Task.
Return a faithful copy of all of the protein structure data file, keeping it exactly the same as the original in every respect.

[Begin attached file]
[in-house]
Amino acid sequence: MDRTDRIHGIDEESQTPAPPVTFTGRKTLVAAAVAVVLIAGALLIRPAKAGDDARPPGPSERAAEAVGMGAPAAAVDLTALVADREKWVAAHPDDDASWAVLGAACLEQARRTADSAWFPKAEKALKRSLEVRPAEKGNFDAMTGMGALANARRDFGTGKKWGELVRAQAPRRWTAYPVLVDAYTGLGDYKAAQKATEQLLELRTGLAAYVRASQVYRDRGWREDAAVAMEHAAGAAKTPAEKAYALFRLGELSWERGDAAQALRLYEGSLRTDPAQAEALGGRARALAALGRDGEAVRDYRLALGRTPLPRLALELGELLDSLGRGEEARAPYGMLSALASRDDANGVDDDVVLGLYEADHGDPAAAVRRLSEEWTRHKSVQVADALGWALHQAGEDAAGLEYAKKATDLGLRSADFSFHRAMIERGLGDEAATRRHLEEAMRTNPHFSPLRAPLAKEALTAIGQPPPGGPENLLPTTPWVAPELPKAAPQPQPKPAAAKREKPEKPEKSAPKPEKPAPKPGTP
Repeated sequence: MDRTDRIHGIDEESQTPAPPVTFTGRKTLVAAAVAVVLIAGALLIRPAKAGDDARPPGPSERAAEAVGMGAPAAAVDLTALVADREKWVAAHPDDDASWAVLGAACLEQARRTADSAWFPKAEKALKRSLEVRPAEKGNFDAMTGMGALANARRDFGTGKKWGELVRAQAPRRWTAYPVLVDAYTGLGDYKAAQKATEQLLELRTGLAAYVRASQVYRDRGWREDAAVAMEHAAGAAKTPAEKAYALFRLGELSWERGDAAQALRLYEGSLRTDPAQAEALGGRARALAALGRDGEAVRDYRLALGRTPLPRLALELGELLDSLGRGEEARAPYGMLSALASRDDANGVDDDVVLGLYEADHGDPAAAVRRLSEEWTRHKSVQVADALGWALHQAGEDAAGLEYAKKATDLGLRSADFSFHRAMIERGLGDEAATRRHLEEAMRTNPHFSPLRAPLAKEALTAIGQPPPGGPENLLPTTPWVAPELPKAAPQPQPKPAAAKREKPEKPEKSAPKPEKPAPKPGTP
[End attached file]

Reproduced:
[in-house]
Amino acid sequence: MDRTDRIHGIDEESQTPAPPVTFTGRKTLVAAAVAVVLIAGALLIRPAKAGDDARPPGPSERAAEAVGMGAPAAAVDLTALVADREKWVAAHPDDDASWAVLGAACLEQARRTADSAWFPKAEKALKRSLEVRPAEKGNFDAMTGMGALANARRDFGTGKKWGELVRAQAPRRWTAYPVLVDAYTGLGDYKAAQKATEQLLELRTGLAAYVRASQVYRDRGWREDAAVAMEHAAGAAKTPAEKAYALFRLGELSWERGDAAQALRLYEGSLRTDPAQAEALGGRARALAALGRDGEAVRDYRLALGRTPLPRLALELGELLDSLGRGEEARAPYGMLSALASRDDANGVDDDVVLGLYEADHGDPAAAVRRLSEEWTRHKSVQVADALGWALHQAGEDAAGLEYAKKATDLGLRSADFSFHRAMIERGLGDEAATRRHLEEAMRTNPHFSPLRAPLAKEALTAIGQPPPGGPENLLPTTPWVAPELPKAAPQPQPKPAAAKREKPEKPEKSAPKPEKPAPKPGTP
Repeated sequence: MDRTDRIHGIDEESQTPAPPVTFTGRKTLVAAAVAVVLIAGALLIRPAKAGDDARPPGPSERAAEAVGMGAPAAAVDLTALVADREKWVAAHPDDDASWAVLGAACLEQARRTADSAWFPKAEKALKRSLEVRPAEKGNFDAMTGMGALANARRDFGTGKKWGELVRAQAPRRWTAYPVLVDAYTGLGDYKAAQKATEQLLELRTGLAAYVRASQVYRDRGWREDAAVAMEHAAGAAKTPAEKAYALFRLGELSWERGDAAQALRLYEGSLRTDPAQAEALGGRARALAALGRDGEAVRDYRLALGRTPLPRLALELGELLDSLGRGEEARAPYGMLSALASRDDANGVDDDVVLGLYEADHGDPAAAVRRLSEEWTRHKSVQVADALGWALHQAGEDAAGLEYAKKATDLGLRSADFSFHRAMIERGLGDEAATRRHLEEAMRTNPHFSPLRAPLAKEALTAIGQPPPGGPENLLPTTPWVAPELPKAAPQPQPKPAAAKREKPEKPEKSAPKPEKPAPKPGTP